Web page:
Can You Launch A Boat Down A Ramp When There Is Ice?

Fishing is a year round sport, and there are many places where the fish are biting in the winter months of December, January, and February. Fishing from a boat is always going to be better than shore, so people love to take their boats out, even in winter storms. One big problem you might face is after a snowstorm, or when it rains and freezes on the boat ramp. We are going to tackle this question, and give you a couple of great tips for not getting stuck on the boat launch when its freezing.

Can you launch a boat down a ramp when there is ice? As long as the conditions are safe, you can back a boat down a ramp even when there is heavy ice. Give other boaters more space than normal, and if needed, wait for others to finish launching before backing your boat down. If needed, you can salt or sand the ramp to give your tires extra traction, and melt the ice so you don’t spin your wheels. Safety concerns will be doubled when launching your boat under weather conditions.

Will 4 Wheel Drive Help

Just because you have a 4 wheel drive vehicle, doesn’t mean that you can go anywhere without getting stuck. If there is ice and snow, having 4 wheel drive will only make all four tires spin with no traction. always carry chains or cables with you, especially when pulling a boat so you can get the traction you need to get up the boat ramp. Having 4 wheel drive normally makes people think they can go anywhere and not get stuck, but this couldn’t be further from the truth.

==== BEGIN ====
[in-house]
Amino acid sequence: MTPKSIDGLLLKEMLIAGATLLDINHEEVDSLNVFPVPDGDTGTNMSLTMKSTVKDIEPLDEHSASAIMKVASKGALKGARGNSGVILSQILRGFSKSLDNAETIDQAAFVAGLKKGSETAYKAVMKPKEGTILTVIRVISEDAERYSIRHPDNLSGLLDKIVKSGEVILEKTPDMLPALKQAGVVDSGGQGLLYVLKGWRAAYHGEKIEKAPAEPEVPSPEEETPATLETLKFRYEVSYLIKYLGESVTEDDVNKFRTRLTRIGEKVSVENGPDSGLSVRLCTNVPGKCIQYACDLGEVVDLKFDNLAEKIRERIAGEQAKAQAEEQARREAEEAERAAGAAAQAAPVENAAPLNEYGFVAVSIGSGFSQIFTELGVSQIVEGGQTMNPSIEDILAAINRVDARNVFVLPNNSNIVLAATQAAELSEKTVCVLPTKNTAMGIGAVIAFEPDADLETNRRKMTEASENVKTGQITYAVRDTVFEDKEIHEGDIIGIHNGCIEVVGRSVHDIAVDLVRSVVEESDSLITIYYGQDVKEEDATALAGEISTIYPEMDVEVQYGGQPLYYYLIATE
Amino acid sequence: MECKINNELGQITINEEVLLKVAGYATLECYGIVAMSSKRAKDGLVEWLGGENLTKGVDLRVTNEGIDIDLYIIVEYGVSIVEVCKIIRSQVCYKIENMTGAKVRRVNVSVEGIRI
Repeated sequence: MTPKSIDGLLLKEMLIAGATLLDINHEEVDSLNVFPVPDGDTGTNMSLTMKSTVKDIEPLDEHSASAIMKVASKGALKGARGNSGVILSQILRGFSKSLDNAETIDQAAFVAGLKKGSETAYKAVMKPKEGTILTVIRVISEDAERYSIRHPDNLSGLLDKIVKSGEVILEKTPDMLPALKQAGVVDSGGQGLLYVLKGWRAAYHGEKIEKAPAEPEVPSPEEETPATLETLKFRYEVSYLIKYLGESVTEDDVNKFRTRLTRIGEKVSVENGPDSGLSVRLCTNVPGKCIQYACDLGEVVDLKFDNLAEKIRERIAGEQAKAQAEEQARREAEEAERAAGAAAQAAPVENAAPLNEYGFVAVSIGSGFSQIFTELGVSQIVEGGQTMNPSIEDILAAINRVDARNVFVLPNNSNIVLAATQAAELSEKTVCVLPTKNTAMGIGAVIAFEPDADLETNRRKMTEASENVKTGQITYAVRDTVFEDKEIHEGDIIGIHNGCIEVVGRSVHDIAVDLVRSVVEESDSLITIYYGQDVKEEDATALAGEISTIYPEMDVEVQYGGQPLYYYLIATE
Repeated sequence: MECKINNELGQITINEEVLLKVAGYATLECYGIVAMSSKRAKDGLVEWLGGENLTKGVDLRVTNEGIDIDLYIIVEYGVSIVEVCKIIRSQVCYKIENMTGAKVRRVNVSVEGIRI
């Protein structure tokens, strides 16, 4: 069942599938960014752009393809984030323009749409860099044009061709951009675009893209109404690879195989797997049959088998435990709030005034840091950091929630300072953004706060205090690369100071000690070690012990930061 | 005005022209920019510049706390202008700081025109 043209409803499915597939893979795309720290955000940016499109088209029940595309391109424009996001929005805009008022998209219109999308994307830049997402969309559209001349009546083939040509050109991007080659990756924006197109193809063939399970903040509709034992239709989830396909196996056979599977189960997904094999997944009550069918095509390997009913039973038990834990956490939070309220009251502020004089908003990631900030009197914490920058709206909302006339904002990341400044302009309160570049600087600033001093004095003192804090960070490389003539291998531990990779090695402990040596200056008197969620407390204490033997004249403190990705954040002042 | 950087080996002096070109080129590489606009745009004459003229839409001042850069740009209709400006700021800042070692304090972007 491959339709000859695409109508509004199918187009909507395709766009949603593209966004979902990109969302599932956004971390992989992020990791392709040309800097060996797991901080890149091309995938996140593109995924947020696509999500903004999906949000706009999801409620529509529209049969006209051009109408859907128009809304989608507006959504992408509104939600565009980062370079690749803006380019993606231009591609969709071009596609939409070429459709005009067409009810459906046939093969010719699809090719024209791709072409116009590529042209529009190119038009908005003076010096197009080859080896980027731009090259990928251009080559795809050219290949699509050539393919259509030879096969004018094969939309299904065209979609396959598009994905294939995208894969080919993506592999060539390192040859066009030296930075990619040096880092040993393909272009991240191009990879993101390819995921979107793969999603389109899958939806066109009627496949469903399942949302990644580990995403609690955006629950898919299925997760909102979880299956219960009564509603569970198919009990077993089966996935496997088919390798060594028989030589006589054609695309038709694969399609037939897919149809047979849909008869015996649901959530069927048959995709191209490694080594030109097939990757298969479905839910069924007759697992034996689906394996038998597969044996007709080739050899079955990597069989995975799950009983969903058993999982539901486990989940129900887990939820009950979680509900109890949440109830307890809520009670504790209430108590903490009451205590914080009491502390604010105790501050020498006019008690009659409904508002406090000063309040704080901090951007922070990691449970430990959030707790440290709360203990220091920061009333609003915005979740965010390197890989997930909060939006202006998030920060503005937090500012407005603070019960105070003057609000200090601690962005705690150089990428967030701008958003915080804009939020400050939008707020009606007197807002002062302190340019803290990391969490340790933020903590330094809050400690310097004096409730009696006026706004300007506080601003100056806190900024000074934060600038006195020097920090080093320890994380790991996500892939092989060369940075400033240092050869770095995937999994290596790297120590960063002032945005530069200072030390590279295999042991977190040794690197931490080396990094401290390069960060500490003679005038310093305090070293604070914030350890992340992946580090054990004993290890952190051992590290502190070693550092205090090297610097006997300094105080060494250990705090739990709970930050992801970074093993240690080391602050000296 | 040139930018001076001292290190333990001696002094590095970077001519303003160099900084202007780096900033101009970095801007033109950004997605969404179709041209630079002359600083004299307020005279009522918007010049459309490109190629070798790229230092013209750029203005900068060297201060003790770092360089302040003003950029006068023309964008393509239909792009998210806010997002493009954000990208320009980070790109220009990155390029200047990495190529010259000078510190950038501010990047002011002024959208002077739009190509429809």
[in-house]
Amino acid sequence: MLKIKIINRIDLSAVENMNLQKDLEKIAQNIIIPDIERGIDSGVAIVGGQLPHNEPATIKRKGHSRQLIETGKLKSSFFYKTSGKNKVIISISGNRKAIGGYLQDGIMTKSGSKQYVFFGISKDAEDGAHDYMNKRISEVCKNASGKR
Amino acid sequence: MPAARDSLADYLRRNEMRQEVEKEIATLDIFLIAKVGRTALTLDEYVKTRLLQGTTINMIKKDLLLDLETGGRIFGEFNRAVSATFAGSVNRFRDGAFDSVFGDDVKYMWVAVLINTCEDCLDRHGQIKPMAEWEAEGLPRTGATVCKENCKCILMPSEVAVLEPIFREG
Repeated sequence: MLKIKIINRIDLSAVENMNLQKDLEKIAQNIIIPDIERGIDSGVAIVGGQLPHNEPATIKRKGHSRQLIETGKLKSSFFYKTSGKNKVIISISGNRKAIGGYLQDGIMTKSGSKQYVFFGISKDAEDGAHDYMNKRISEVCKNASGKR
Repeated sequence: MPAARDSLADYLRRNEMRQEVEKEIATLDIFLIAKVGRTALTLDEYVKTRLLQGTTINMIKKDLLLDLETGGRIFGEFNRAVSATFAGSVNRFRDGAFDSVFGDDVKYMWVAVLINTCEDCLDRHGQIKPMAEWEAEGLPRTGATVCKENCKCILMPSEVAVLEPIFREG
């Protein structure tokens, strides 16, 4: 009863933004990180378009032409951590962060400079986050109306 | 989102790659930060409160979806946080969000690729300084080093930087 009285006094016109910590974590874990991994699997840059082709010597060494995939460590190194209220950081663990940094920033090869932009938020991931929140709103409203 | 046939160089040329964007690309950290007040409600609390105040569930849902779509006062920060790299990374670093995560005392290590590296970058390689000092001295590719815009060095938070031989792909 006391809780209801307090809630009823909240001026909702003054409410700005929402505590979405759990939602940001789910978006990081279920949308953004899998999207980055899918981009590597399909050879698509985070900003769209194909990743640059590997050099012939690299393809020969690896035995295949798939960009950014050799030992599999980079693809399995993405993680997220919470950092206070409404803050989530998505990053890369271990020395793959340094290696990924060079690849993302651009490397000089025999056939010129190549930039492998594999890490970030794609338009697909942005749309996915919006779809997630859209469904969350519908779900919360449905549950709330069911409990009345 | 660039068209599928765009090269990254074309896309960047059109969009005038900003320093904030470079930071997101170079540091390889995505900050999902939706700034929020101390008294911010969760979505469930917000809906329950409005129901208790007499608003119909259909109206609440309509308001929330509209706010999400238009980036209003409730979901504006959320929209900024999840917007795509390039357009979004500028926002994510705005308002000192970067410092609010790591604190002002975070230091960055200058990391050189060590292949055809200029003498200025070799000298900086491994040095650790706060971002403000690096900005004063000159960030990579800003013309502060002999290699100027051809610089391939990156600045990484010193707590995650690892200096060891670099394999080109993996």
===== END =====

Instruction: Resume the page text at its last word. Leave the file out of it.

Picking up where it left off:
Don’t Drain Your Boat On The Ramp

When its cold, and freezing, NEVER drain your boat on the ramp. The water can freeze quickly when it gets extremely cold, which can cause you to lose traction on the ice, and could cause your vehicle and boat trailer to slide back into the water. Wait until you are all the way up your boat ramp and on level ground before you pull the plugs. Never stop on the boat ramp when there is heavy ice or you might not get going again. Pull your boat out slow and keep moving slowly until you are in a safe spot.

Salt And Sand

I always carry a bag of salt in my truck or boat when it gets icy. You never know what the boat ramp will be like in the morning, or in the afternoon when you come back from fishing. The worst scenario possible is when you are the last one off the lake and get stuck. It could take hours for anyone to get out to you depending on where you are at. Having a bag of salt or sand handy can mean the difference between getting home safely, or calling a tow truck.

boat on the snow

Keep These In Your Boat Or Truck

A trick I learned when I was young was to keep a couple of cheap door mats in your vehicle or boat. If you get stuck in the ice, you can throw them under your tires for extra traction to get out. Door mats are super cheap, and if you dont have room for sand or salt, can save your fishing trip. Door mats are easy to store in the bed of your truck or in your boat, and can easily be washed off for multiple uses. Keeping a couple of these handy can save you a tow truck call.

What Happens If I Get Stuck